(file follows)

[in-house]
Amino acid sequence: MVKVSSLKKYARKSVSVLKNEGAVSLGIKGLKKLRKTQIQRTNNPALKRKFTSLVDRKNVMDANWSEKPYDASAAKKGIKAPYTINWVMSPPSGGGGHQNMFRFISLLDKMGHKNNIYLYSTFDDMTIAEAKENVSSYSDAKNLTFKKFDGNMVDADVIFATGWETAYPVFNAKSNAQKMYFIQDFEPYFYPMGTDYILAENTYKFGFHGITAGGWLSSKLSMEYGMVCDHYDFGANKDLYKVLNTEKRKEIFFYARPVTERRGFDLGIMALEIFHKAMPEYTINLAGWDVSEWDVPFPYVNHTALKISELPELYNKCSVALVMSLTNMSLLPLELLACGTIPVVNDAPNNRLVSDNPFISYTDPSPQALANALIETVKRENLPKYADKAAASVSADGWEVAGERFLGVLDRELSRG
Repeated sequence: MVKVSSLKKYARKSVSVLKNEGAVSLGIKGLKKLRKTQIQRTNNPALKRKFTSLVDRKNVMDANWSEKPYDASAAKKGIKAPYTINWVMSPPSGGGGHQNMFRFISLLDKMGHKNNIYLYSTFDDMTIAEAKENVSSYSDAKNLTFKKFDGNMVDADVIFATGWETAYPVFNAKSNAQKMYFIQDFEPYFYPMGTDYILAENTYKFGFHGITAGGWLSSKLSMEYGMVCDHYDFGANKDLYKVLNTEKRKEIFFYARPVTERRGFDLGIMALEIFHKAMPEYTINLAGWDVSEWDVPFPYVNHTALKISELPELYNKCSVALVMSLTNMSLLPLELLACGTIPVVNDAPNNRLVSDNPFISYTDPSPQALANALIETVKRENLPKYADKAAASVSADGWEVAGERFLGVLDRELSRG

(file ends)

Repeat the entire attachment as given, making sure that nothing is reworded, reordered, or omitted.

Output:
[in-house]
Amino acid sequence: MVKVSSLKKYARKSVSVLKNEGAVSLGIKGLKKLRKTQIQRTNNPALKRKFTSLVDRKNVMDANWSEKPYDASAAKKGIKAPYTINWVMSPPSGGGGHQNMFRFISLLDKMGHKNNIYLYSTFDDMTIAEAKENVSSYSDAKNLTFKKFDGNMVDADVIFATGWETAYPVFNAKSNAQKMYFIQDFEPYFYPMGTDYILAENTYKFGFHGITAGGWLSSKLSMEYGMVCDHYDFGANKDLYKVLNTEKRKEIFFYARPVTERRGFDLGIMALEIFHKAMPEYTINLAGWDVSEWDVPFPYVNHTALKISELPELYNKCSVALVMSLTNMSLLPLELLACGTIPVVNDAPNNRLVSDNPFISYTDPSPQALANALIETVKRENLPKYADKAAASVSADGWEVAGERFLGVLDRELSRG
Repeated sequence: MVKVSSLKKYARKSVSVLKNEGAVSLGIKGLKKLRKTQIQRTNNPALKRKFTSLVDRKNVMDANWSEKPYDASAAKKGIKAPYTINWVMSPPSGGGGHQNMFRFISLLDKMGHKNNIYLYSTFDDMTIAEAKENVSSYSDAKNLTFKKFDGNMVDADVIFATGWETAYPVFNAKSNAQKMYFIQDFEPYFYPMGTDYILAENTYKFGFHGITAGGWLSSKLSMEYGMVCDHYDFGANKDLYKVLNTEKRKEIFFYARPVTERRGFDLGIMALEIFHKAMPEYTINLAGWDVSEWDVPFPYVNHTALKISELPELYNKCSVALVMSLTNMSLLPLELLACGTIPVVNDAPNNRLVSDNPFISYTDPSPQALANALIETVKRENLPKYADKAAASVSADGWEVAGERFLGVLDRELSRG